Although this isn’t perfect because some kids still end up watching R-rated movies, it would cut the new smokers influenced by movies in half.

The U.S. Surgeon General suggests that this would avert one million tobacco deaths among U.S. children and teens alive today.

If we made this change to our rating system in Ontario, it would prevent 95,000 kids from smoking, save 30,000 smoking-related deaths, and save our healthcare system over $568 million in the process.

Although quit rates have gone up and smoking rates have come down to 17 per cent in this country, smoking among youths aged 20-24 is still at 27 per cent in Canada, and this is the key demographic that cigarette marketers are targeting for a lifetime of addiction.

And because of laws that now prohibit tobacco companies from advertising smoking directly to youth, portrayal of smoking in movies has become a key marketing tool for these companies.

What I hear most often from my smoking patients is that they wish they had never started.

And we now know that protecting kids from the influence of smoking in movies today is a key to preventing them from becoming smokers tomorrow.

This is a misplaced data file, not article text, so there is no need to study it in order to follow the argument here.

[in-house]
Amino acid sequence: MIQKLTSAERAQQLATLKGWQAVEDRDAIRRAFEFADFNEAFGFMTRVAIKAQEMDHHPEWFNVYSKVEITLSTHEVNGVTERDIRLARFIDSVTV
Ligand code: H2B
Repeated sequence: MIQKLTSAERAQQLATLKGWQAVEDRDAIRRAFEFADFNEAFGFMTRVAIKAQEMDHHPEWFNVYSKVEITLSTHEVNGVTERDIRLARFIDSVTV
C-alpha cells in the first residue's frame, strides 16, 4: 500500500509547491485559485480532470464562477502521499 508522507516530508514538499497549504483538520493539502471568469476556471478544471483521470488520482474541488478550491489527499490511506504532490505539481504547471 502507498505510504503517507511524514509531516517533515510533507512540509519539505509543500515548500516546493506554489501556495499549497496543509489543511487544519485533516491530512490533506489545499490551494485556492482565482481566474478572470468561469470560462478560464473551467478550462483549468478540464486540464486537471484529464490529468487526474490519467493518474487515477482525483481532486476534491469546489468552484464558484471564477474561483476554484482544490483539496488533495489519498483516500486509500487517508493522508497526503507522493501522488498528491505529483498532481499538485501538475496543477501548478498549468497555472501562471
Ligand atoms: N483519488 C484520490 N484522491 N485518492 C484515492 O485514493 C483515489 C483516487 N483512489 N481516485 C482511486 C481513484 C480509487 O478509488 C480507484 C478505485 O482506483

Impact of the removal of light and mild descriptors from cigarette packages in Ontario, Canada: switching to “light replacement” brand variants



This study assessed cessation and brand switching among smokers in Ontario, Canada after tobacco companies’ voluntary removal of ‘light’ and ‘mild’ descriptors from cigarette packages.


We analyzed longitudinal data on brand preference and cessation from a cohort of smokers (n=632) in the Ontario Tobacco Survey in Canada from 2006 to 2008 with a longitudinal regression model.


While cessation differed by brand variant prior to the ban (7% light vs. 3% regular; P<0.05), it did not differ by brand variant after the ban was implemented. In 2008, when light cigarette brand variants were no longer available, 33% of the sample still reported smoking lights and 31% smoked light replacement brand variants. During each subsequent follow-up, light brand smokers had 2 times the odds of smoking regular brand variants (Adjusted OR: 2.03, 95% CI 1.80,2.29), and almost 5 times the odds of using light replacement brand variants (Adjusted OR: 4.87, 95% CI 4.07,5.84), respectively, compared to continuing to smoke lights.


Even after removing misleading descriptors from cigarette packs, smokers continued to report using light brand variants, and many switched to newly introduced light replacement brand variants. After full implementation of the ban, cessation did not vary by brand variant.

WHO European Region Member States commit to denormalizing tobacco

Copenhagen and Vilnius — Ministers of health from the 53 Member States of the WHO European Region signed up to a roadmap that will make it possible for coming generations to make tobacco a thing of the past. The roadmap was presented to the 65th session of the Regional Committee for Europe in Vilnius, Lithuania,